More Nigerians would be able to turn in their old notes if the deadline was pushed from January 31, 2023, to February 10, 2023, and the cash swap in our rural areas will function more effectively. All old bills that are not retained by the CBN lose their legal tender status after that date. Additionally, from February 10 to February 17, 2023, Nigerians have a 7-day grace period under Sections 20(3) and 22 of the CBN Act to deliver their old notes to the CBN. It will be simpler for monetary policy to lower the rate of inflation due to the massive amount of money that the central bank is re-entering the economy.
Where did you find yourself?
To be more exact, I was assigned ticket number 45 when I showed up at the filling station a few days ago, and I was viewed as a lucky shot in comparison to hundreds of other people behind me on the queue.
Discussing fuel shortages without bringing up prices is impossible. Since then, the product subsidies in Nigeria have developed a life of their own. Prices have skyrocketed across the nation, with some authorized marketers in regions like Auchi, Edo State, selling fuel for as much as 400 naira per litre.
It makes sense that there are lengthier queues in cities like Abuja and Lagos where there are still certain levels of oversight and regulation. It is not the fault of common Nigerians that refineries cannot be kept up and run efficiently to at least meet domestic demand.
The failure of government agents to stop those who undermine the safeguards put in place to create the ideal downstream environment is also a problem. But the people must realize that it is their responsibility to hold their leaders accountable and to deal with criminals who are determined to thwart the interests of the general welfare. This poorly managed energy sector is still very flammable, both physically and metaphorically. It cannot eat us completely while we are awake.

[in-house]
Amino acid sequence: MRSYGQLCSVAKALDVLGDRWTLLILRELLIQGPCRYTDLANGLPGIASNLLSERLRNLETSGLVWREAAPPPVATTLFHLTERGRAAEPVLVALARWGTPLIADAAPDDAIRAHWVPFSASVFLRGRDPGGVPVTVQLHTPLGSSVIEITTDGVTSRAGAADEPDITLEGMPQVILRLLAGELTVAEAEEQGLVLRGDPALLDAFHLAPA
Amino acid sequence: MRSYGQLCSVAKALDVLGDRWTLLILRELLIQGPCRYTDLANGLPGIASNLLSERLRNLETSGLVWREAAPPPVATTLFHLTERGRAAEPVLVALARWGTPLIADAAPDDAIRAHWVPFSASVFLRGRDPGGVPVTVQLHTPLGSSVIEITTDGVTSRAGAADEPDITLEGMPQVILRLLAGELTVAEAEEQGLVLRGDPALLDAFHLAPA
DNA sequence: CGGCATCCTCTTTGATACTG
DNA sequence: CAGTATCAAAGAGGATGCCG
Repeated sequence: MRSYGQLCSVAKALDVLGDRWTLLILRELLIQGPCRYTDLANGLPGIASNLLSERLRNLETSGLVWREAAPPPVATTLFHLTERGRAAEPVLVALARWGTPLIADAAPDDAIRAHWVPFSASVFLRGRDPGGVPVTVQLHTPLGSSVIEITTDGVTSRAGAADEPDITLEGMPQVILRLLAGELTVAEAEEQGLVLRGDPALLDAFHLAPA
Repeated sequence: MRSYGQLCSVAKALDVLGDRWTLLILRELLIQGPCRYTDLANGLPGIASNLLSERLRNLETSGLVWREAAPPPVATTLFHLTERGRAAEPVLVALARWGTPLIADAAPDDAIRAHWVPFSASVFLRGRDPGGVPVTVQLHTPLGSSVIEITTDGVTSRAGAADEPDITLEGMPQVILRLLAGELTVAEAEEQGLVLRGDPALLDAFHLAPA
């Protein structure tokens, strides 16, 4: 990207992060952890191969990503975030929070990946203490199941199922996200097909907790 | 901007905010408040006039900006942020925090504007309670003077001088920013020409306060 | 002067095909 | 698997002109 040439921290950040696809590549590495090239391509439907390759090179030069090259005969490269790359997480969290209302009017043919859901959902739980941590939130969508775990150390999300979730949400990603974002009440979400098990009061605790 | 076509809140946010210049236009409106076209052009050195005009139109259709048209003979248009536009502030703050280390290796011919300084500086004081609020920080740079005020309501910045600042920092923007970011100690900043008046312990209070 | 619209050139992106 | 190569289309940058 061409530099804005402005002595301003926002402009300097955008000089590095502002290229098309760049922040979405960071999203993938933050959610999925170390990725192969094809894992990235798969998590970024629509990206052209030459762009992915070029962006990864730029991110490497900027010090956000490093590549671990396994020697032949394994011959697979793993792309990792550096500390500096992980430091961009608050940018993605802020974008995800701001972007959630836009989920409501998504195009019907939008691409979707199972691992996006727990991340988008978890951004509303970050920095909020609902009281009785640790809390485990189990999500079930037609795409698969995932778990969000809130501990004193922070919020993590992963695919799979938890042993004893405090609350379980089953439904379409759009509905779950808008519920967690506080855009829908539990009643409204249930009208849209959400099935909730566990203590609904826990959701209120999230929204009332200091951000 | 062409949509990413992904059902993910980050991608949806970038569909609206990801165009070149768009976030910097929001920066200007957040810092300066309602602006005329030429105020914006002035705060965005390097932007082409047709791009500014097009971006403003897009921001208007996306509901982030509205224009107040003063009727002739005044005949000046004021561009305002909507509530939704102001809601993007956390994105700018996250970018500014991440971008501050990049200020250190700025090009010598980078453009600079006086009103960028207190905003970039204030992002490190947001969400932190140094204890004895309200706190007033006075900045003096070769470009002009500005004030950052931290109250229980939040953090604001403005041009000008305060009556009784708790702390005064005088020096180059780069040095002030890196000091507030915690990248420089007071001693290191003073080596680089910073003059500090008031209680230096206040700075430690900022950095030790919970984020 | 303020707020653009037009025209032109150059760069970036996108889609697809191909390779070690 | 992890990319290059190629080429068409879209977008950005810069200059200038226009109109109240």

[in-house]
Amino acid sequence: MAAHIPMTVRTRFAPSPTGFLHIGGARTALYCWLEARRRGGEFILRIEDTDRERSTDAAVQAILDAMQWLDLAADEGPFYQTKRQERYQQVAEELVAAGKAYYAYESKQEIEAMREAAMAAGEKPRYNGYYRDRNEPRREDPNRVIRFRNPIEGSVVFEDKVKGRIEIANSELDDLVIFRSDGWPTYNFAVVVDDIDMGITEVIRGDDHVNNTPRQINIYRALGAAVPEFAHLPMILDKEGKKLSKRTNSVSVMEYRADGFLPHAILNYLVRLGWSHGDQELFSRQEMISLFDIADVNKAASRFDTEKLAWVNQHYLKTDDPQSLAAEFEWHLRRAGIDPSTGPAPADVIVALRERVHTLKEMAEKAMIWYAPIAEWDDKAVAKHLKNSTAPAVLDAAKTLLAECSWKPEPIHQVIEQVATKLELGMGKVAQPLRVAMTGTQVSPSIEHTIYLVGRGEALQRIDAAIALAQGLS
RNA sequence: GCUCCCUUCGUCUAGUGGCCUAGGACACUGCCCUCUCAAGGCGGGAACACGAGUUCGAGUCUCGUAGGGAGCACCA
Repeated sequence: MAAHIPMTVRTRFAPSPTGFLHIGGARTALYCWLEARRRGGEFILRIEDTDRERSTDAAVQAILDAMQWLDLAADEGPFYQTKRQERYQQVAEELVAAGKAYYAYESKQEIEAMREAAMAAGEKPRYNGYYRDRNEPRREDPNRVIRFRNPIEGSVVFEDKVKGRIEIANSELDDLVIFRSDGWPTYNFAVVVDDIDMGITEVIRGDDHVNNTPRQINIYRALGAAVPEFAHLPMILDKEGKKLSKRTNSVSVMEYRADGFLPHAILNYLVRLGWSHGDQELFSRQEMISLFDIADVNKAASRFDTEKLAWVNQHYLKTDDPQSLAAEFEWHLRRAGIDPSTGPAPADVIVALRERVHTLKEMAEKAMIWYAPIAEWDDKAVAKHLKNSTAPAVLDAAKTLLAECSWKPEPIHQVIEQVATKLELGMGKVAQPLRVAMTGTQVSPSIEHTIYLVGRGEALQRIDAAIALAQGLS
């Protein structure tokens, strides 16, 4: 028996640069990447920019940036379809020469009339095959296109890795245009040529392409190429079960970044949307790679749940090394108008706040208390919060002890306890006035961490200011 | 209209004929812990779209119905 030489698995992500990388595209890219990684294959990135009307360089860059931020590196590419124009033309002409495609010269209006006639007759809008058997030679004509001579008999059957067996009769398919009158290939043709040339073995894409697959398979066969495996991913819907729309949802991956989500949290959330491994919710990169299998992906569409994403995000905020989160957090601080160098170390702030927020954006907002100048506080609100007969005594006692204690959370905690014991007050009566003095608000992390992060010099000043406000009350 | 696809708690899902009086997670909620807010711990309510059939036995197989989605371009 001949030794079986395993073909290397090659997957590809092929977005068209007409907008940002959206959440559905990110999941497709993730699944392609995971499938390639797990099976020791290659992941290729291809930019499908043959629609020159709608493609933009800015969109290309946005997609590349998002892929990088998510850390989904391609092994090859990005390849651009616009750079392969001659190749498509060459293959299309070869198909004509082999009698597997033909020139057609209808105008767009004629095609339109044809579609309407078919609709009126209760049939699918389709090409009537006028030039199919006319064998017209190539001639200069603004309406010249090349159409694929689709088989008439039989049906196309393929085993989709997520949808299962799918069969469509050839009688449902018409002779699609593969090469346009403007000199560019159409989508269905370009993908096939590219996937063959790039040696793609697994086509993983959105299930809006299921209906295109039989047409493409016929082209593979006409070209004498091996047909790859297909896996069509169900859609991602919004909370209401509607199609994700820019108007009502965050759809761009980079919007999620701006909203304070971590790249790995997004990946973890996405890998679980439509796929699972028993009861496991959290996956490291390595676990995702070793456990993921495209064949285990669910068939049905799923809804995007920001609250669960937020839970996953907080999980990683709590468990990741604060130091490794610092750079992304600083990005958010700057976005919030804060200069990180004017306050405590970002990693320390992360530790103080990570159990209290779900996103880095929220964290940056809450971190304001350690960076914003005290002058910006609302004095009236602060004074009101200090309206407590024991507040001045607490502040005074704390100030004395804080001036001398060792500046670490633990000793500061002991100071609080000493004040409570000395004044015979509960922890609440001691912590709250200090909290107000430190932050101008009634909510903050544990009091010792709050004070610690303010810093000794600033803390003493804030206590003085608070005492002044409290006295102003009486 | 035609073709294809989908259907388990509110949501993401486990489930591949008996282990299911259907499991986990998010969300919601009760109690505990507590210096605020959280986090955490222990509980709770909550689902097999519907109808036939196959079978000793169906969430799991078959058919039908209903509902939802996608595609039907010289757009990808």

Explainer on the highlights of the committee’s decision
• The MPR was raised to 17.5% by 100 basis points.
• The asymmetric corridor of +/- 100 basis points that surrounded the MPR was retained.
• The CRR was retained at 32.5%.
• The liquidity ratio was likewise maintained at 30%.
It is worth noting that the monetary policy corresponds to the new design of the naira note and the reduction in the minimum amount of cash that may be taken out over the counter. This also contributes to tightening the negative real yields in the fixed-income market, which had discouraged foreign investment. With the benchmark interest rate at 17.5% and inflation at 21.34%, the real returns are 3.84% negative.
This is the first interest rate increase in 2023, indicating that the central bank is maintaining the aggressive rate strategy that began in 2022. Remember that the CBN boosted interest rates by a total of 500 basis points last year in an attempt to contain the country’s increasing inflation rate.
Despite a drop in headline inflation from 21.47% to 21.34% in December 2022, the monetary policy rate was raised. According to the CBN governor, a small drop in December inflation figures is insufficient to start celebrating, which influenced the decision to raise rather than hold or loosen.